Unfortunately, the radio towers aren’t the only thing about Far Cry 3 that becomes tedious quickly. There’s also a great deal of collectibles, which reward you experience points – even though there’s a few different kinds of collectibles, they’re all basically the same. They’re also usually in places either in plain sight, or in such difficult spots that it would take you forever to organically discover them, unless you buy the regional treasure maps, which in turn eliminate the whole point of investigating.
Exploration is essentially pointless, because even though the game looks beautiful and some of its locations are breathtaking, there’s really not much you can find, unless you like to just look at caves and stuff. Then there’s the hunting aspect, which sounds great on paper, but quickly becomes a chore, as its significance diminishes with each new item you craft using the animal skins. A number of side-quests are also available, but they’re hardly anything more than a quick distraction.
If there’s one good thing about Far Cry 3, though, that must be the story. And maybe not the actual plot itself, as much as the presentation: most of the game’s voice-acting is absolutely top-notch, and I’d be hard-pressed to find better in a game. Vaas, one of the main villains in the game, is one of the most compelling video game characters I’ve come across.
I was honestly pretty disappointed in this game, and even though it’s mostly a matter of taste, I must honestly say I think Far Cry 3 is a bit overrated. Apart from its awesome visuals and fantastic voice talent, there’s very little that separates it from a bunch of other games that are just more fun to play.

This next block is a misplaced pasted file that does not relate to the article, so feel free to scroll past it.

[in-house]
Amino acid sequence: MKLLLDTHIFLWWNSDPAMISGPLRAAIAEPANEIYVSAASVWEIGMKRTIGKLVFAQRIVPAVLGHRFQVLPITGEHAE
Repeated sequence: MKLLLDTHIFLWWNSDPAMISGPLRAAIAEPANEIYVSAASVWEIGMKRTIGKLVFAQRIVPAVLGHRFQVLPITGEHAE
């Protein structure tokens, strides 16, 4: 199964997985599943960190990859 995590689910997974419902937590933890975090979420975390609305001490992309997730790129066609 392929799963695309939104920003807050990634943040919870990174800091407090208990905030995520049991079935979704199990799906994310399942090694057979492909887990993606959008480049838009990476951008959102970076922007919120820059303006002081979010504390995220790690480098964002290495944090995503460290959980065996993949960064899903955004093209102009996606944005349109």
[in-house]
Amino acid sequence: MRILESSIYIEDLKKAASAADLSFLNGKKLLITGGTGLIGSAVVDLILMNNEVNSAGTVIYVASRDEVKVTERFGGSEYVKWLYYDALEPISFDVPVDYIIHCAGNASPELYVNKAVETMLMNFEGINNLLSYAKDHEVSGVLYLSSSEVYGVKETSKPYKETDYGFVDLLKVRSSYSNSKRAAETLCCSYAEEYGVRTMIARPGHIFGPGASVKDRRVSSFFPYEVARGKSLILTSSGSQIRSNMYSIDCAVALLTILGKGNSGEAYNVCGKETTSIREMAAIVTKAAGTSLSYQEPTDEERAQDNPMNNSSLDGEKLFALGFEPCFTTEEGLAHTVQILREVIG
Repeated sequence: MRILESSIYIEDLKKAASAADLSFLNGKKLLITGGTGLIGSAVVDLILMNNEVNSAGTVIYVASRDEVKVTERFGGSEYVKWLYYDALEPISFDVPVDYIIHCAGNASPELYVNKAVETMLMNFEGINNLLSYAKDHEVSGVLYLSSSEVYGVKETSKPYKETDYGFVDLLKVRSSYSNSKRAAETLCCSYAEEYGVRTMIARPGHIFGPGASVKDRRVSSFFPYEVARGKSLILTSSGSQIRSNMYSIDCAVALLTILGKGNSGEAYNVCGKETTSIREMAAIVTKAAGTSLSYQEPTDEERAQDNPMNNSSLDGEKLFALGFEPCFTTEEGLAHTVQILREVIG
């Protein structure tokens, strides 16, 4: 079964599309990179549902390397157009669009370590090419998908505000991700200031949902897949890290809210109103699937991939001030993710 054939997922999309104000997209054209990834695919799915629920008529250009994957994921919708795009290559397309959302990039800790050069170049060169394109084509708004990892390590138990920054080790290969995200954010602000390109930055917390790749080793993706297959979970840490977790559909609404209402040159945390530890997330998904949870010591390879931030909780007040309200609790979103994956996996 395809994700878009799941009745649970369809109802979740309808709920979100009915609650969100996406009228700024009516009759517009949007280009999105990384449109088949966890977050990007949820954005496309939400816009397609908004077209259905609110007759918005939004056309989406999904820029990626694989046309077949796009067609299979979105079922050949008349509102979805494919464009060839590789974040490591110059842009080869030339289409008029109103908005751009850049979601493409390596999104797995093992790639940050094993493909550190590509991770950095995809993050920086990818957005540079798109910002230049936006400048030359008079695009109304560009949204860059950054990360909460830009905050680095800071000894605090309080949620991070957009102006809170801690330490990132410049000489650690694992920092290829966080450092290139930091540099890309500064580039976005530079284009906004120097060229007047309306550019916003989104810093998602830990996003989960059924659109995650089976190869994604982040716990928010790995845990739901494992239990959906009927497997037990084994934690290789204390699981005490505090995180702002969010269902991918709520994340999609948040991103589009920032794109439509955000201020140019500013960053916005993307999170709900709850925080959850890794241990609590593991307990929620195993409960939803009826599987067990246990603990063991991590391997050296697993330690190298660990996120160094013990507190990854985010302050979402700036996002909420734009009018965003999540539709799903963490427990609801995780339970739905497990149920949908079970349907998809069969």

My Far Cry 3 Platinum Trophy popped on March 17th, 2016, after a bit under two weeks of gameplay. I’d estimate it would amount to a maximum of 30 hours. The game has no “point of no return”, and there are no mission-specific missable Trophies, so the order in which the Trophies are unlocked doesn’t matter. The Trophy list is quite easy, and not many of them require a lot of effort or skill – at most just some endurance for frustration.
I essentially activated all radio towers on the North Island first, before embarking on most of the story missions taking place there. After gaining access to the South Island, I did the same, unlocking the entire map before doing anything else. After that, I went after the side missions, collectibles, and any miscellanous Trophies I had missed so far.
I often attempted joining co-op games after I stopped playing the campaign for the day, as it can take a while to successfully complete every co-op mission: most of the time, you can’t choose which mission you play, so you might have to wait a while.
After gathering all other Trophies, I rushed through the main questline to unlock the last remaining story-related Trophies, as well as the Platinum.
Although I didn’t enjoy the game itself as much as I had hoped, the Trophy list was pretty good, in that the miscellaneous Trophies were all pretty reasonable, even fun. The co-op Trophies ended up being quite frustrating, but only because it took me so long to actually get to play the missions I wanted to. The satisfaction of Trophy completion was a little diluted by the fact that you only need to collect 50% of the Relics for the Archaeology 101 Trophy, but honestly I would’ve gone mad if I would’ve needed to gather them all.